• Confess, Confess, i.e. the upper left square. If A would change to "Do not confess”, she would reduce her utility from -2 to -10, and if B would change she would also reduce her utility from -2 to -10. None of the players can, therefore, improve on her situation by unilaterally changing her strategy, and this must be a Nash equilibrium. The only Nash equilibrium in the Prisoner’s Dilemma is that both players choose “Confess.”

A Monopoly with No Barriers to Entry

We will now describe a game on the so-called extensive form, where the question is whether a monopolist can uphold her monopoly if there are no barriers to entry.

In a game on the extensive form, there is, in contrast to games on the normal form, an order to the choices. One could say that we have added a time dimension. There are two firms, The Incumbent (J) and the Entrant (E). J has, at the beginning, a monopoly in the market and E has to choose whether to enter the market or not. If she decides to enter it, J can choose to start a price war, i.e. lower the price to punish E, or to accept the competitor. The problem with a price war is that it also hurts J herself.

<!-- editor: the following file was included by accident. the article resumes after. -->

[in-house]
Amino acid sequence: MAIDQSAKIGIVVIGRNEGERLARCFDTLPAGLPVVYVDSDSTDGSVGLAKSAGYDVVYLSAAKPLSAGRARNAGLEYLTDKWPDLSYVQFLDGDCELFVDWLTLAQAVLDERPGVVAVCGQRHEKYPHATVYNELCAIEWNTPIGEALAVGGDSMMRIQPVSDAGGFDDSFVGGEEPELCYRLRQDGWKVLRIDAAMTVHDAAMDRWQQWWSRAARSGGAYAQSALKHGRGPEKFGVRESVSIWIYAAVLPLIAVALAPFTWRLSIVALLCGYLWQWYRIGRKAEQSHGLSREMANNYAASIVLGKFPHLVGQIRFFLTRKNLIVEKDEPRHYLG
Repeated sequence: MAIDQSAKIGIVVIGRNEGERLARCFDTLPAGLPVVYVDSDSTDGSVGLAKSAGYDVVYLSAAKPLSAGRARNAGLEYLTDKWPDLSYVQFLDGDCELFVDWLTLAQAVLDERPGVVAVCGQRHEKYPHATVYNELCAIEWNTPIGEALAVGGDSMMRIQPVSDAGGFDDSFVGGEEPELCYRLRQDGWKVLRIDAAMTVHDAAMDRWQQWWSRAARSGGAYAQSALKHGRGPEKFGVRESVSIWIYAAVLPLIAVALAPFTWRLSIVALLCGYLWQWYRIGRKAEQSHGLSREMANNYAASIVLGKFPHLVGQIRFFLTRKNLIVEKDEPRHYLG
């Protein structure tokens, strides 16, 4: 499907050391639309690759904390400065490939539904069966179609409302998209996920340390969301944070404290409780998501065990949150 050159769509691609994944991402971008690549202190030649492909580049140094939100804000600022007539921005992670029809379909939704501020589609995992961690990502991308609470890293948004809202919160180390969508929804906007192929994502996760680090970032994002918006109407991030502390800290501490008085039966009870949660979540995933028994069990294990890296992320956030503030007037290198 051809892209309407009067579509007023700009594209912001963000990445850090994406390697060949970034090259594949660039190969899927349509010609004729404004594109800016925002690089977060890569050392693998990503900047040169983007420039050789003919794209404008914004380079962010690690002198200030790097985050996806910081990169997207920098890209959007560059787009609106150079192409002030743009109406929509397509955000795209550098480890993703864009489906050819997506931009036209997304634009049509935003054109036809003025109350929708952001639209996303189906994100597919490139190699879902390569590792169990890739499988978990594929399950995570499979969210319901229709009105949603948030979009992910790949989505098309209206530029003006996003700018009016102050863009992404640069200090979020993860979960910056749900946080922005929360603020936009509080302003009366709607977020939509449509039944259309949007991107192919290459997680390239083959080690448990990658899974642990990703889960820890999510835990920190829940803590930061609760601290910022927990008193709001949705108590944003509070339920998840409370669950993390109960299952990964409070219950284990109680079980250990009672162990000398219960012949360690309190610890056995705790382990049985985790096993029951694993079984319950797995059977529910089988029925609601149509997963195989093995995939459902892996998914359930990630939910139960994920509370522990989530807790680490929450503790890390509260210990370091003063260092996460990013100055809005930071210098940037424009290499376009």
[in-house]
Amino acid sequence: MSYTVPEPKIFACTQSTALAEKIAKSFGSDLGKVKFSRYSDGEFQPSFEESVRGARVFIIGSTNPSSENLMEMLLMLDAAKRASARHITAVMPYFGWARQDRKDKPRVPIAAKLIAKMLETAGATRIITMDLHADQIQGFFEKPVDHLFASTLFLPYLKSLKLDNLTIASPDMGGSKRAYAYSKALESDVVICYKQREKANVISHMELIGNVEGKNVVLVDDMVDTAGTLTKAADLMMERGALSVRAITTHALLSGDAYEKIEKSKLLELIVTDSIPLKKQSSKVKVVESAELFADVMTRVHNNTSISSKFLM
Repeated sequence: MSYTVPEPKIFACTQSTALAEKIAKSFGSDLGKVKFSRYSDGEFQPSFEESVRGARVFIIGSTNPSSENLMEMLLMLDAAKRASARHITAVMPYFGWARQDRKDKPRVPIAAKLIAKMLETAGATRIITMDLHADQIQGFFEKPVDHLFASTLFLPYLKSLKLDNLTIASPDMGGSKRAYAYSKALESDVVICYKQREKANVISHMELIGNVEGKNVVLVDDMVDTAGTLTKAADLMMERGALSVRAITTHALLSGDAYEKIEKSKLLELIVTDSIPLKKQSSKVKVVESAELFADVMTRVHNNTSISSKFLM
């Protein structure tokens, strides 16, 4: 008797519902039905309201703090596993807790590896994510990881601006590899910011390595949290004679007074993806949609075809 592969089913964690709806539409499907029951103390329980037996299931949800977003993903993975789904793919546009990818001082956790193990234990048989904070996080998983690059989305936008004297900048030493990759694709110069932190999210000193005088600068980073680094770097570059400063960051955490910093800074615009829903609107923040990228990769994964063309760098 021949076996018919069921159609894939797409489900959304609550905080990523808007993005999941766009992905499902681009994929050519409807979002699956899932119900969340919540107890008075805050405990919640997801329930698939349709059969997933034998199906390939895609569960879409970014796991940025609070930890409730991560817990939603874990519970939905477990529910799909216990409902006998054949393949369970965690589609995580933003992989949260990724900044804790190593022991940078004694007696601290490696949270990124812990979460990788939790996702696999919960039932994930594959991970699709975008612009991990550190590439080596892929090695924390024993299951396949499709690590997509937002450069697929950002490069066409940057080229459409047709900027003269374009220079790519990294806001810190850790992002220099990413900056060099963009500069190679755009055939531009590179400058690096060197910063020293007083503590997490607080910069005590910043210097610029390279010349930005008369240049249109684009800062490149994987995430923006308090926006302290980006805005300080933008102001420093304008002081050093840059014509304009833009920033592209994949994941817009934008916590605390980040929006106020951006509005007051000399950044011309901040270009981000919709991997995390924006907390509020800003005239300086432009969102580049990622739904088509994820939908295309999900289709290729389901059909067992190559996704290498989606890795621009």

• The players; The Incumbent (J) and the Entrant (E).
  • Actions; For E: choose "enter" or "not enter"; for J: choose "price war" or "accept.”
  • Information; E knows what the game structure looks like, but not how J will decide later on. J, on the contrary, knows how E has chosen when it is her time to choose. J consequently has more information than E.


Strategies. For E there are two strategies:

  • Choose "enter.”
  • Choose "not enter.”
  • For J, there are also two strategies:
  • Choose "price war.”
  • Choose "accept.”